Ready To Shine: Jeffrey Willim

03: ready to shine, ready to shine | PN9 Admin |




When did you realize you wanted to get into advertising?

“For a very large portion of my teenage life, I wrote graffiti. I painted everything from freight trains to box trucks, and absolutely loved having my messages travel from city to city, province to province, and state to state. I realized the elements of graffiti (typography, style, colour, strategy, technique, etc..) were the same elements contained in advertising. I grew up, decided to stop running from police, and went to school for Advertising & Graphic Design.”

Tell us about the most unusual job you’ve ever had.

“I was a chocolate tester for major chocolate brand while in high school. For twelve hours a day, I ate chocolate bars and made notes on the taste, texture, and appearance of each bar. I got sick of it by the first week. It wasn’t as ‘sweet’ as it seemed.”

What is your cure for writer’s block?

“Usually, I’ll go for really long bike rides along a straight vacant road. The repetition of street lights and lines on the road put me in a trance and totally clear my mind – leaving it ready to be filled with good ideas. If that doesn’t work, I’ll blast my ears out with Hardcore Dutch Speedcore, two-step around my office, sit back down, and then miraculously start sketching up thumbnails like crazy.”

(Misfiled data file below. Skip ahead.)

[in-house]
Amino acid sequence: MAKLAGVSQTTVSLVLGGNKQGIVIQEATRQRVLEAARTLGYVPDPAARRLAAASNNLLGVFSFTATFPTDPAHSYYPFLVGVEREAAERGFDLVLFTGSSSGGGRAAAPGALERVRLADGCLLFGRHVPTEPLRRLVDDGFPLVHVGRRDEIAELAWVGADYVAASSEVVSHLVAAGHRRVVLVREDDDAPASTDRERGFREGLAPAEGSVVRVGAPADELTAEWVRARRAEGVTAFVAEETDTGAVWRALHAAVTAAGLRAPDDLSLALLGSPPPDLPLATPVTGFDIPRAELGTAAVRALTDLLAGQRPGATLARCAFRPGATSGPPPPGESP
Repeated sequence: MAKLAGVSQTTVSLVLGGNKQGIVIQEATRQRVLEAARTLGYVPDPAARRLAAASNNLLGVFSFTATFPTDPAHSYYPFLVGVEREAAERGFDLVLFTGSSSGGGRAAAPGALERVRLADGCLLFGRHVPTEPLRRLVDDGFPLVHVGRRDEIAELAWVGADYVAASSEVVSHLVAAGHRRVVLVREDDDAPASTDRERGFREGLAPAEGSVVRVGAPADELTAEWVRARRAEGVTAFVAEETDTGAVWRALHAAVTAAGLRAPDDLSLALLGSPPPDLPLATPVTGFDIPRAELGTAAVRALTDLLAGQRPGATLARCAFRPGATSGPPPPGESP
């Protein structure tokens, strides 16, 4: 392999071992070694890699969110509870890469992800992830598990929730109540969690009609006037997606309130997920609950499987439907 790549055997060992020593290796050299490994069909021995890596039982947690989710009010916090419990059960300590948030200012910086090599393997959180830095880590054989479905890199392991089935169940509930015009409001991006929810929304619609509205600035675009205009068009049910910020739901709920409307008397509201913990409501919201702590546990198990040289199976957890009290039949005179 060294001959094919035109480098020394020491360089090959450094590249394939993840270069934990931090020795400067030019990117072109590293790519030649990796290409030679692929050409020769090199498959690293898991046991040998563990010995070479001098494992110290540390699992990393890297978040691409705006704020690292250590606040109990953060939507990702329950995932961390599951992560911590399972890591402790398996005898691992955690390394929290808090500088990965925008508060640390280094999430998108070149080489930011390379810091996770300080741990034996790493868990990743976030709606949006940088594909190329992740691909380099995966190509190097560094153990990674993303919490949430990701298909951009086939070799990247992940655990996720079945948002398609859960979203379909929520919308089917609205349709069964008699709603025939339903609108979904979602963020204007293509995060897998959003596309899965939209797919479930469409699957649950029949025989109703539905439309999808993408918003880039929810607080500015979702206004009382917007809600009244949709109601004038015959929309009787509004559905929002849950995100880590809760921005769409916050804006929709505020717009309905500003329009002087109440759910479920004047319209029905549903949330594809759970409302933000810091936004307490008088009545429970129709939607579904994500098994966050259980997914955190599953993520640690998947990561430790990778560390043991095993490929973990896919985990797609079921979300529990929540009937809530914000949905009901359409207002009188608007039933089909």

What song pretty much captures how you are feeling about your advertising career right now?

“Devin The Dude ft. Snoop Dogg & Andre 3000 – “What A Job”

Do you have a mentor? If so, how has he or she guided you?

“For every year of my High School career, I was taught ‘Media Arts’ by a teacher named Christine Carruthers. She saw great potential in me at a time when I saw very little, and encouraged me to pursue advertising in post-secondary school. I built my first portfolio with her, and found myself at Humber College shortly after. I’m not sure if I’d call her my mentor, but it’s scary to think where I could have ended up without that woman.”

“She held an art show during my graduating year, which featured live canvas painting in support of AIDS relief in Africa. My canvas featured complex graffiti on a galaxy-like background. Attendees purchased raffle tickets, and at the end of the night, the canvas’ were raffled off. The first ticket was drawn and a young, nerdy-looking kid quickly snatched up my canvas among all the others. I talked to him afterwards, and was truly moved by how much he loved the piece. He was amazed by my work, and told me that he would love to try doing something like that himself one day.”

“I look back on that night, and I feel as if the winner of my canvas was a reflection of myself years before. Just like him, I was inspired by creative people doing great things, and turned my inspiration into ambition. I thank Mrs. Carruthers for teaching me the power of creativity, and for providing me with experiences like that art show. It’s nights such as those that remind me why I even picked up those cans of spray-paint to begin with.”

Comments are closed.